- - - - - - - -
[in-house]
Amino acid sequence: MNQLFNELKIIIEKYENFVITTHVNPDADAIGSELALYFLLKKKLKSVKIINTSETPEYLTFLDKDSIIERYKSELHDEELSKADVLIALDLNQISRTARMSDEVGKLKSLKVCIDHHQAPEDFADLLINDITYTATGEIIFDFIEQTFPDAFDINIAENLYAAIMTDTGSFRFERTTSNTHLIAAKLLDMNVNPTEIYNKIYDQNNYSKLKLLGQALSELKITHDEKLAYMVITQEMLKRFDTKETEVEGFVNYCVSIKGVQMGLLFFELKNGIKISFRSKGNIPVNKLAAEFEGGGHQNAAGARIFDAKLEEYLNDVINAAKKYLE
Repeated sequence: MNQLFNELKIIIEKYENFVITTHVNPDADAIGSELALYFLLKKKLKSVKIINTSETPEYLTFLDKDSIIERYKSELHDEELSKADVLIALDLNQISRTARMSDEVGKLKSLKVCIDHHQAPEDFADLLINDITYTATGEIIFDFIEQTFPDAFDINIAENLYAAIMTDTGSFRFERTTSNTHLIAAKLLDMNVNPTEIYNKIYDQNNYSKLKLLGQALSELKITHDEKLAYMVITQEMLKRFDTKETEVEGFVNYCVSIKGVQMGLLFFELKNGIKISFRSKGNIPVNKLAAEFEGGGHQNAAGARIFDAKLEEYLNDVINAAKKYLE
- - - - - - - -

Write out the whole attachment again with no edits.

[in-house]
Amino acid sequence: MNQLFNELKIIIEKYENFVITTHVNPDADAIGSELALYFLLKKKLKSVKIINTSETPEYLTFLDKDSIIERYKSELHDEELSKADVLIALDLNQISRTARMSDEVGKLKSLKVCIDHHQAPEDFADLLINDITYTATGEIIFDFIEQTFPDAFDINIAENLYAAIMTDTGSFRFERTTSNTHLIAAKLLDMNVNPTEIYNKIYDQNNYSKLKLLGQALSELKITHDEKLAYMVITQEMLKRFDTKETEVEGFVNYCVSIKGVQMGLLFFELKNGIKISFRSKGNIPVNKLAAEFEGGGHQNAAGARIFDAKLEEYLNDVINAAKKYLE
Repeated sequence: MNQLFNELKIIIEKYENFVITTHVNPDADAIGSELALYFLLKKKLKSVKIINTSETPEYLTFLDKDSIIERYKSELHDEELSKADVLIALDLNQISRTARMSDEVGKLKSLKVCIDHHQAPEDFADLLINDITYTATGEIIFDFIEQTFPDAFDINIAENLYAAIMTDTGSFRFERTTSNTHLIAAKLLDMNVNPTEIYNKIYDQNNYSKLKLLGQALSELKITHDEKLAYMVITQEMLKRFDTKETEVEGFVNYCVSIKGVQMGLLFFELKNGIKISFRSKGNIPVNKLAAEFEGGGHQNAAGARIFDAKLEEYLNDVINAAKKYLE